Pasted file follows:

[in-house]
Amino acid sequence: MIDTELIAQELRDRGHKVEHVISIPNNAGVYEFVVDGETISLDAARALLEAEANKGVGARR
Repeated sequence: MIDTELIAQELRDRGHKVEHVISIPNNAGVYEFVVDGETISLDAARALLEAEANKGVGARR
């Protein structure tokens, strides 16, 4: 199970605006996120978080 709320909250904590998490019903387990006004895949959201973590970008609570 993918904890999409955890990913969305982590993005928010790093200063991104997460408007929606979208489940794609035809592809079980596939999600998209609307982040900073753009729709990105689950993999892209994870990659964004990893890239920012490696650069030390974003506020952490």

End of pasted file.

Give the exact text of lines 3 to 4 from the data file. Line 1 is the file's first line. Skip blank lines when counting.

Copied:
Repeated sequence: MIDTELIAQELRDRGHKVEHVISIPNNAGVYEFVVDGETISLDAARALLEAEANKGVGARR
């Protein structure tokens, strides 16, 4: 199970605006996120978080 709320909250904590998490019903387990006004895949959201973590970008609570 993918904890999409955890990913969305982590993005928010790093200063991104997460408007929606979208489940794609035809592809079980596939999600998209609307982040900073753009729709990105689950993999892209994870990659964004990893890239920012490696650069030390974003506020952490």